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Sex Transm Infect. 2012 Nov;88(7):528-33. doi: 10.1136/sextrans-2011-050459. Epub 2012 May 24.

Sickle cell disease is associated with decreased HIV but higher HBV and HCV comorbidities in U.S. hospital discharge records: a cross-sectional study.

Author information

  • 1Center for Sickle Cell Disease, Howard University, Washington, DC, USA. snouraie@howard.edu

Abstract

OBJECTIVE:

Some studies suggest that HIV infection progresses slowly in patients with sickle cell disease (SCD). The authors aimed to determine the relationships between SCD and HIV infection.

METHODS:

National Hospital Discharge Survey data from adult African-Americans in the period of 1997-2009 were analysed. The comorbidities of SCD with HIV infections in hospital discharges were analysed. Multiple logistic regression was used to test the association between SCD and HIV. For comparative purposes, the relationships of SCD with hepatitis B virus (HBV) and hepatitis C virus (HCV) were also assessed.

RESULTS:

423,431 records were divided into two time periods 1997-2003 (53% of records) and 2004-2009 (47% of records). The frequency of HIV diagnosis was lower in patients with SCD (1.5% vs 3.3% in patients without SCD). In logistic regression, SCD diagnosis was associated with an OR of 0.24 (95% CI 0.18 to 0.32) for HIV diagnosis in the first period and with an OR of 0.31 (95% CI 0.22 to 0.42) in the second period. In contrast, SCD was associated with higher risk of HCV (OR=2.01, 95% CI 1.56 to 2.59 in the first period and OR=2.12, 95% CI 1.71 to 2.63 in the second period). SCD was also associated with a higher risk of HBV (OR=1.15, 95% CI 0.72 to 1.83 in the first period and OR=1.82, 95% CI 1.24 to 2.68 in the second period).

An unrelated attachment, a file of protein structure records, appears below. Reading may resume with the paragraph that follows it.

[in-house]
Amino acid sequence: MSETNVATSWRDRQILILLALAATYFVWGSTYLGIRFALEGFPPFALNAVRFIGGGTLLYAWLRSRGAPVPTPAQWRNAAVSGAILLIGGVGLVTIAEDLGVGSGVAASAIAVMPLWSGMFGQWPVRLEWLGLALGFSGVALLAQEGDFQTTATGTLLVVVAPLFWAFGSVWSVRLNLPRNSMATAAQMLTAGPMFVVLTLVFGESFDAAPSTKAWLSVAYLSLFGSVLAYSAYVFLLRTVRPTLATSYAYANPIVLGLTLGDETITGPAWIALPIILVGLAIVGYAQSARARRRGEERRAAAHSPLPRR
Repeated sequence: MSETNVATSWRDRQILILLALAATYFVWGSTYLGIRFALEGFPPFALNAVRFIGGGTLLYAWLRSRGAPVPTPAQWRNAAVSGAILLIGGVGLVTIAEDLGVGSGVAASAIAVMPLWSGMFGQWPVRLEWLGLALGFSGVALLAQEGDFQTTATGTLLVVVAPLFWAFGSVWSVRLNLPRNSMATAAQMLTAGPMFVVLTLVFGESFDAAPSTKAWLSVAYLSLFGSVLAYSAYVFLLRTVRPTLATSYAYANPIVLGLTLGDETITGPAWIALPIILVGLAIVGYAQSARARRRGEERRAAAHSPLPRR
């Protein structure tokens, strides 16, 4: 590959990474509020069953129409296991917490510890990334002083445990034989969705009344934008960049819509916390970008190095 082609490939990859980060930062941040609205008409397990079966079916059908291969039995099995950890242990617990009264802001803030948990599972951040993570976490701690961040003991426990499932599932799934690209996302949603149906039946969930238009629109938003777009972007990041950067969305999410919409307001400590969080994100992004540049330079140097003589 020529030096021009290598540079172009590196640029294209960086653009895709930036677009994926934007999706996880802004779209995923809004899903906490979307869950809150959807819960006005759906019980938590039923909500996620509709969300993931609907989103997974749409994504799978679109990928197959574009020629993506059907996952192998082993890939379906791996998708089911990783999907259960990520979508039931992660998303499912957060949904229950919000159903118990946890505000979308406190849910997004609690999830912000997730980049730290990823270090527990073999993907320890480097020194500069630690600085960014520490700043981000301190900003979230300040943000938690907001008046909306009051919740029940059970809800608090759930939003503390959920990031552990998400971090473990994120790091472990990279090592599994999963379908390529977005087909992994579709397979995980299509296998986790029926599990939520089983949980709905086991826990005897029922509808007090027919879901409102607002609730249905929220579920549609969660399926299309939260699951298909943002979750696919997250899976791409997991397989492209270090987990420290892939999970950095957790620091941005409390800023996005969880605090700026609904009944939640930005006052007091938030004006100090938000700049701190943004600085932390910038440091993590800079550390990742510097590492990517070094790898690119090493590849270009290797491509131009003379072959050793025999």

CONCLUSIONS:

The lower risk of HIV comorbidity, but not HCV and HBV, with SCD is consistent with the possibility that SCD has a unique effect in altering the risk of HIV infection or progression. Investigation of how the haemolytic and immunological changes of SCD influence HIV might lead to new therapeutic or preventive approaches.

Comment in

PMID:
22628662
[PubMed - indexed for MEDLINE]
PMCID:
PMC3456988
Free PMC Article

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